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WHEN SPA DIRECTOR BENJAMIN DONAT began preparing for reopening at Fairmont Hotel and Resorts in Austin in 2021 after spa facilities were closed for more than 18 months, he was doing so in a whole new world. His most immediate challenge was finding staff after only two of the spa’s 25 employees returned to work. “Compensation was one of the reasons why,” he says now.

Finding new people in a time of tremendous wage pressure is no easy task. When your compensation structure is not aligned with the market, that task becomes exponentially harder. Donat called on his peers at other spas in the Austin area for insight into just how much pay levels had changed. “We conducted a wage analysis to see where we were lacking and what other spas were paying,” he says.

After reviewing that pay data, Donat raised the employee service hour fee by 30 percent to bring it to a competitive standard. The spa also raised commissions for all providers and staff and made sure contractors would not lose out on any earnings if they signed on as employees. The spa raised prices for its services in order to offset the resulting costs from these higher pay levels.

However, recognizing that he could only increase employee pay so much, Donat made some adjustments to help increase employees’ earning potential. The most significant change was to reduce service time from 60 minutes to 50 minutes. This extra 10 minutes allows employees to fit in one extra service if they choose. “That raises their hourly wage even more,” he says. Donat also introduced some new perks, including free parking and lunch, for employees.

As a result of these changes, the spa is forecast to increase revenue this year compared to 2019, its last full year of operation, while also increasing staff retention significantly. However, Donat recognizes that the talent market is still in flux so he will revisit this new compensation structure every six months to make sure it remains aligned with the market.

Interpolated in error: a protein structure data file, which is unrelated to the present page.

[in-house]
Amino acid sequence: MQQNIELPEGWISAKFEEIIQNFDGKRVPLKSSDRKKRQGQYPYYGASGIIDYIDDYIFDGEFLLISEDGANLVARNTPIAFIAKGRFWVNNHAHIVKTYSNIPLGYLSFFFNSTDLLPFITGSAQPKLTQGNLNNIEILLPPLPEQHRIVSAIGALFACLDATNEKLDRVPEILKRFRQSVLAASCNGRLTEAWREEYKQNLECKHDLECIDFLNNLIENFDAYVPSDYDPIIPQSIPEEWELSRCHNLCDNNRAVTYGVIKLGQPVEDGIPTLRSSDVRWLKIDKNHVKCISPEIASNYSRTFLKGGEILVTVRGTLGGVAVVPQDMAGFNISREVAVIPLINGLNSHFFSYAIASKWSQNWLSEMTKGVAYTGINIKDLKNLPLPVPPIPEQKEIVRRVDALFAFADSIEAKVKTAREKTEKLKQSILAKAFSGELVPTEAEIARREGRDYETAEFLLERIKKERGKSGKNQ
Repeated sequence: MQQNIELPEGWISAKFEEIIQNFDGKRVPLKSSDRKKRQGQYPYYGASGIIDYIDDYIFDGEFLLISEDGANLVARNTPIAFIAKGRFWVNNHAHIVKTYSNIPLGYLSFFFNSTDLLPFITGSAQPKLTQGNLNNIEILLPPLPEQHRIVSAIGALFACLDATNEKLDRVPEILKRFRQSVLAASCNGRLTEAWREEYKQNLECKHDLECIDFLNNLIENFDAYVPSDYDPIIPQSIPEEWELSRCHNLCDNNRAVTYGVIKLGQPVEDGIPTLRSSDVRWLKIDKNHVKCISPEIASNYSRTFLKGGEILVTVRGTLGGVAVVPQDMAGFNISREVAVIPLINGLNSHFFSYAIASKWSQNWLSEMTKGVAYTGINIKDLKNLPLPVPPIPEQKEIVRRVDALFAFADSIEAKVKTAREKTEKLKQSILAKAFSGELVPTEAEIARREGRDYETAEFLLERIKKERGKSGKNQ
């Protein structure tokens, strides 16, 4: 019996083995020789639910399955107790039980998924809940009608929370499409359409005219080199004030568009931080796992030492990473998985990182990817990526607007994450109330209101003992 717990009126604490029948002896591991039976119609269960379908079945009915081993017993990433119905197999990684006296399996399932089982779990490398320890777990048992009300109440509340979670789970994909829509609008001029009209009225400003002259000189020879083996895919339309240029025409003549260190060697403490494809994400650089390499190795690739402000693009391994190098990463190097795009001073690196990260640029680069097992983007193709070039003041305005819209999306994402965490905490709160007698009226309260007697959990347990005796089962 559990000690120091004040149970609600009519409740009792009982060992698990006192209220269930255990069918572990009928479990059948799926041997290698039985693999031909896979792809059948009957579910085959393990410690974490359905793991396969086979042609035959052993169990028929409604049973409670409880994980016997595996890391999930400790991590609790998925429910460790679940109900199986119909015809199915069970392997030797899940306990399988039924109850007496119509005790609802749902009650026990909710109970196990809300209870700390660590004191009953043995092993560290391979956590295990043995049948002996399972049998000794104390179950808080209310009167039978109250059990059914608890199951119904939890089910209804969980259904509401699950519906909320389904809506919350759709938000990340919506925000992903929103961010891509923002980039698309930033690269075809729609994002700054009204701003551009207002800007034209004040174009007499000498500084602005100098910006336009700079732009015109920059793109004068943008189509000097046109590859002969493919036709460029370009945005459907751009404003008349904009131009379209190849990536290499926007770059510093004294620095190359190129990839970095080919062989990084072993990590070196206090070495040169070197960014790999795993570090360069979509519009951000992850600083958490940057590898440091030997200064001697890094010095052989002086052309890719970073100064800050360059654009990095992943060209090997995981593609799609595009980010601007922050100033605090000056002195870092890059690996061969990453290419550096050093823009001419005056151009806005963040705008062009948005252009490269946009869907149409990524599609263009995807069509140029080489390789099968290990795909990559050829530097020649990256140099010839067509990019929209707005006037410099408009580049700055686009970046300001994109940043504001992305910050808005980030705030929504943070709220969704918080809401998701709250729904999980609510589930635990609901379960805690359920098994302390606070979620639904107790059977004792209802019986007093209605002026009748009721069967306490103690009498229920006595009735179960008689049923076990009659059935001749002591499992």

Clear the path
When it comes to changing pay, it is important to have a clear idea of why you are doing so and what you need and want to achieve. When Jim Root, former general manager of Sedona, Arizona-based Mii Amo Spa, was revamping employee compensation, he had three goals in mind. The first was to ensure that its employees earned a living wage (not a simple goal in an expensive resort town) that reflects the value of their time and experience. The second was to tie service cost to the guest to pay for the employee. “There’s no way not to link cost per minute and compensation per minute,” he says.

The third goal was to attract more talent. In Root’s case, competition for talent was not always coming from other resort properties but from the lure of less demanding career options. “People don’t want to work like they did in the past,” says Root. “They want something else.” Quite simply, he had to find a way to make people want to stay in the industry and come work for him.

Before tackling compensation, Root considered how management could support employees. For example, massage therapists need to maximize the use of their time and, by extension, their pay. “We have to respect their time,” he says. Except for required training and other administrative tasks, “the time between appointments is not compensated so it is management’s responsibility to minimize that time,” he says.

Root is also committed to sharing both positive and negative guest feedback and addressing problems and complaints proactively. “When something goes wrong, we conduct a source/cause analysis to identify where the problem started,” says Root. “This is not a punitive process; it is about accountability.

With this support in place, his next challenge was to develop a compensation system to meet those goals. The spa assigns each provider to one of three service tiers, each with different levels of base compensation. Root says that providers are slotted into a tier based on their level of experience and other factors. Providers have an opportunity to move to a higher tier during performance reviews based on their skills, performance, guest comments and requests and other factors. Providers may also receive a 20 percent gratuity that is automatically added to the customer’s bill. However, the customer has the option to increase, reduce or eliminate the gratuity entirely.